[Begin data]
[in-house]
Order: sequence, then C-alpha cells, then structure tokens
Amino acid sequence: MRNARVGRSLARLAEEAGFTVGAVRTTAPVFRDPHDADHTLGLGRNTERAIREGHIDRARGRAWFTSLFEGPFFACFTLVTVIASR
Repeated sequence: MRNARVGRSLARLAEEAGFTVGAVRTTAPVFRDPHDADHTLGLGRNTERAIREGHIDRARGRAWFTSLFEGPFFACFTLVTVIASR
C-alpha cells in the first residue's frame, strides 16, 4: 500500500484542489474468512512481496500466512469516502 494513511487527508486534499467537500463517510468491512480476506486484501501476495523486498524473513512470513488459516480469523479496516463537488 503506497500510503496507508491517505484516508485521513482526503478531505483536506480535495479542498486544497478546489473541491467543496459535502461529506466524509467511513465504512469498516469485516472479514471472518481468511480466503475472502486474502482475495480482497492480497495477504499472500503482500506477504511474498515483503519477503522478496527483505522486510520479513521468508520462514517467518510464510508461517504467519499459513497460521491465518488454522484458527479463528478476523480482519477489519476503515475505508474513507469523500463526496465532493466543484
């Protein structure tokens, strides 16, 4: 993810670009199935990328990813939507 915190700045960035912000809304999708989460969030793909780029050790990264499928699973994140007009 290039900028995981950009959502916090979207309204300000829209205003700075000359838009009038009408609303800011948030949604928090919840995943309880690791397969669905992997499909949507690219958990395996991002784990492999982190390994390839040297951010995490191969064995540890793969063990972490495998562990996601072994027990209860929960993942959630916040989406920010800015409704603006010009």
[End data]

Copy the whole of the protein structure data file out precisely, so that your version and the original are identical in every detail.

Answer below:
[in-house]
Order: sequence, then C-alpha cells, then structure tokens
Amino acid sequence: MRNARVGRSLARLAEEAGFTVGAVRTTAPVFRDPHDADHTLGLGRNTERAIREGHIDRARGRAWFTSLFEGPFFACFTLVTVIASR
Repeated sequence: MRNARVGRSLARLAEEAGFTVGAVRTTAPVFRDPHDADHTLGLGRNTERAIREGHIDRARGRAWFTSLFEGPFFACFTLVTVIASR
C-alpha cells in the first residue's frame, strides 16, 4: 500500500484542489474468512512481496500466512469516502 494513511487527508486534499467537500463517510468491512480476506486484501501476495523486498524473513512470513488459516480469523479496516463537488 503506497500510503496507508491517505484516508485521513482526503478531505483536506480535495479542498486544497478546489473541491467543496459535502461529506466524509467511513465504512469498516469485516472479514471472518481468511480466503475472502486474502482475495480482497492480497495477504499472500503482500506477504511474498515483503519477503522478496527483505522486510520479513521468508520462514517467518510464510508461517504467519499459513497460521491465518488454522484458527479463528478476523480482519477489519476503515475505508474513507469523500463526496465532493466543484
């Protein structure tokens, strides 16, 4: 993810670009199935990328990813939507 915190700045960035912000809304999708989460969030793909780029050790990264499928699973994140007009 290039900028995981950009959502916090979207309204300000829209205003700075000359838009009038009408609303800011948030949604928090919840995943309880690791397969669905992997499909949507690219958990395996991002784990492999982190390994390839040297951010995490191969064995540890793969063990972490495998562990996601072994027990209860929960993942959630916040989406920010800015409704603006010009």